Read the full transcript below:
DJ Oliver: [00:00:00] What’s up guys. And welcome to the eighth season of Detroit Performs. This season we’re going to hit you up with an array of different artists including play sculptors, graffiti jewelry makers, classically trained musicians, vogue dancers, and so much more. But tonight we are here at the David Klein Gallery kicking things off with a silver point artist and muralist who asked the question in his latest exhibition, ‘Is it possible for us to truly rest’? Here is Mario Moore.
Mario Moore: [00:00:39] I’m interested in creating the stage that the audience can kind of come into.
[00:00:49] Art, to me, he has always been involved in my life. I grew up around the DIA.
[00:00:53] I used to go visit the museum when I was a kid. I would walk through the galleries but as far as like inspiration that came from my mom Sabrina Nelson because you know she I would see her do these large paintings.
[00:01:04] Just the idea to look at a canvas as blank or a piece of paper and her just like make something was always interesting to me.
[00:01:12] The way that I begin my work is usually through sketches and ideas. It’s usually that I have a thought and I have a process and I sketch out or I think about that thought and I say what is the best way to portray this thought or to talk about this idea. So that can go to sculpture, that can go to drawing, that can go to video that can go to a painting, but the majority of the time, I’m interested in like a massive narrative.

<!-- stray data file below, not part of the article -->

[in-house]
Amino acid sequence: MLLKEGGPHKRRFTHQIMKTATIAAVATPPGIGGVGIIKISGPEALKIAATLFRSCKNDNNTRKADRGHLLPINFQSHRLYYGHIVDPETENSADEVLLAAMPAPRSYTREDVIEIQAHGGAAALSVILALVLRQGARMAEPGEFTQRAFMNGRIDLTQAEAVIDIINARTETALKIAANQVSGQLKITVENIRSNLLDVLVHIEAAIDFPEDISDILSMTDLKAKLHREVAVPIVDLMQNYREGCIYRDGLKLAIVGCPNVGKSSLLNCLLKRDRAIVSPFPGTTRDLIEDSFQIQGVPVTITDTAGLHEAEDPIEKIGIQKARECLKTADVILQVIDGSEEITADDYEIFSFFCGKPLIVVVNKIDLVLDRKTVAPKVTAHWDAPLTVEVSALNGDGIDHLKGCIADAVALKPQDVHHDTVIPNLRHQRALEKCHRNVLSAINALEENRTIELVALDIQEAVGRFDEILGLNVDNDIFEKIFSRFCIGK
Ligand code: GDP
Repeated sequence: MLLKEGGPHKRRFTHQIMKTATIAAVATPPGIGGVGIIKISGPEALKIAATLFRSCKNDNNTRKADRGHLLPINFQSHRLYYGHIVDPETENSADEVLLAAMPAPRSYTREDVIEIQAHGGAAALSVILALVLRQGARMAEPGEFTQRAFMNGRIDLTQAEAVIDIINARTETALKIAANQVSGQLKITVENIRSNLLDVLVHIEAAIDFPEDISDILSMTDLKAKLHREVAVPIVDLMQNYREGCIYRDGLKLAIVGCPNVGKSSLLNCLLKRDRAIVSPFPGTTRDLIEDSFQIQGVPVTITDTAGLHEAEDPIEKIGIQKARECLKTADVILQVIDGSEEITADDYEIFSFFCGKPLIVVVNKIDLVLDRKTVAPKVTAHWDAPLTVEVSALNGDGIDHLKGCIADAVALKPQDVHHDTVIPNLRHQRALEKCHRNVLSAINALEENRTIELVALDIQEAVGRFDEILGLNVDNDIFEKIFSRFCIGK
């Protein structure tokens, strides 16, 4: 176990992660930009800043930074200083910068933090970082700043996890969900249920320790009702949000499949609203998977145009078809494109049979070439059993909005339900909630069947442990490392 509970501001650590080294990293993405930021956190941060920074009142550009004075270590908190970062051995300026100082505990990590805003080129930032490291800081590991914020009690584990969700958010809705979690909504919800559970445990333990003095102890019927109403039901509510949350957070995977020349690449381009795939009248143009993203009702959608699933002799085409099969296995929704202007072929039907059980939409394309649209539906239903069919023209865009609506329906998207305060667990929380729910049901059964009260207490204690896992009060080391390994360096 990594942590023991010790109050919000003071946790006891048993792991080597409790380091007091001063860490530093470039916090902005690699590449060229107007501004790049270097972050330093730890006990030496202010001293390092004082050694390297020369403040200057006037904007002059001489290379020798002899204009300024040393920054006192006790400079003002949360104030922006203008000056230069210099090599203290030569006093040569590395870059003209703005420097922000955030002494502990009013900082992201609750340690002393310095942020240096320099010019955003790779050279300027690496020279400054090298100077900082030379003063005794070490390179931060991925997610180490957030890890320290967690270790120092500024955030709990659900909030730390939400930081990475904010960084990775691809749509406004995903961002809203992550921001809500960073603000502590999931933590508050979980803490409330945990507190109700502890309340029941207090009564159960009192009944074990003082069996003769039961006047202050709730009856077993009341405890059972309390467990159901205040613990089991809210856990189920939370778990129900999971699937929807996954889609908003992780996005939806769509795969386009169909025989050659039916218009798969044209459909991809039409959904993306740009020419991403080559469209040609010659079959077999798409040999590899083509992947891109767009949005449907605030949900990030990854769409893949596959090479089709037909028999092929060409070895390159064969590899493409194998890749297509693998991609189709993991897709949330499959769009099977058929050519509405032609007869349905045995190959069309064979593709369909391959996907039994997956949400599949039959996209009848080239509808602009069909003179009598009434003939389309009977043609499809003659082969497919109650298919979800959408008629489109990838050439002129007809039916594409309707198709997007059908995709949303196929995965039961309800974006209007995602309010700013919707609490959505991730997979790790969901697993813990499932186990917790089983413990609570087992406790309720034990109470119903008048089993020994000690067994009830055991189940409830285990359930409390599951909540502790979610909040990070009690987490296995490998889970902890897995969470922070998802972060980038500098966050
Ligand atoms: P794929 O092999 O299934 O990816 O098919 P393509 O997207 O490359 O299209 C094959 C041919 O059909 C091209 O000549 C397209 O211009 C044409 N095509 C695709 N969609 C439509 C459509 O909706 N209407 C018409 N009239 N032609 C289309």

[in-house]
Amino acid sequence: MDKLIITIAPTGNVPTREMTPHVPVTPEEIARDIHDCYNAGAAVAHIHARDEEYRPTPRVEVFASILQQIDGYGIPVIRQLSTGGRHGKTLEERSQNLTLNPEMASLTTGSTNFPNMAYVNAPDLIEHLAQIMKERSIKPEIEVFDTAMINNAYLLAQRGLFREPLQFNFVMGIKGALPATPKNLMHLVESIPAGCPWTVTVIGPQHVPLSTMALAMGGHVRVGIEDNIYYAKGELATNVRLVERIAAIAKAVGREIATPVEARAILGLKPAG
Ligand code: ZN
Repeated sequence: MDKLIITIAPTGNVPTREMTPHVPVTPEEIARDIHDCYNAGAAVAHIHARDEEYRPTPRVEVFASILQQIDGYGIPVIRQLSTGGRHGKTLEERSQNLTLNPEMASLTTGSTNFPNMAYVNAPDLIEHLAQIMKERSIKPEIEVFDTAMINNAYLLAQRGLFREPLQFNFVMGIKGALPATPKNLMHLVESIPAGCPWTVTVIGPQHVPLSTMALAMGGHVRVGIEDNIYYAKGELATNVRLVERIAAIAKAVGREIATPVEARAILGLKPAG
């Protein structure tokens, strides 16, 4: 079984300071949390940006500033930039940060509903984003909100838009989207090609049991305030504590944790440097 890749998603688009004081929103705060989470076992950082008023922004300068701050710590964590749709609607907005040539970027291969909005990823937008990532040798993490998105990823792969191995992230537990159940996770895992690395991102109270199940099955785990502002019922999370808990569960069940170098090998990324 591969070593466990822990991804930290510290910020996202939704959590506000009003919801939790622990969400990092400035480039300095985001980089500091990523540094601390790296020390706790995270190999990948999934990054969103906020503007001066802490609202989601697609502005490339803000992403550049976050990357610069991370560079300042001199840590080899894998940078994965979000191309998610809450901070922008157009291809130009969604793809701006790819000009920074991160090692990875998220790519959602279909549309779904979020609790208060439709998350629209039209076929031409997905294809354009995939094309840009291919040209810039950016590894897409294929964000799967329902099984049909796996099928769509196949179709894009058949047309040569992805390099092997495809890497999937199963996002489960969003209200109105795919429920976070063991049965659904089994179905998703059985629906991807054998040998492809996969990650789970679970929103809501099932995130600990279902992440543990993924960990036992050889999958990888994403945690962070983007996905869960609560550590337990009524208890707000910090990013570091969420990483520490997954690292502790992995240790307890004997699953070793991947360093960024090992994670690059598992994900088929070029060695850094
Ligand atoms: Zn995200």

[00:01:38] We’re in the David Klein Gallery, and the show is called ‘Recovery’.
[00:01:42] And the show is about considering how black men rest and relax and take time for themselves.
[00:01:50] What happened was I was working on a body of work where I was thinking about myself personally and how I move my body through the world and how the world considers me as a black man. And then, I had brain surgery.
[00:02:03] I had brain surgery and literally, I was forced to rest so that that made me think about things historically. Like how did historic black men that we know we know and the world knows–like Martin Luther King or Malcolm X or W.E.B. Dubois and when we look up their names are always speaking really loud. They’re on the podium. They’re always active. Like in times of turmoil like what we’re dealing with today as far as everything politically and socio-economically how do I rest.
[00:02:36] Because we’re kind of in a we’re in a similar state, and in some ways, in some senses as far as education and things like that it’s it’s worse it’s gone backwards instead of forwards. So, but at the same time, we’re human. So these men took vacations. They took time with their family. They took naps. So I started to think about that and the work presents a question because I don’t have the answer. So how do black men rest? How did they relax, and what does that look like?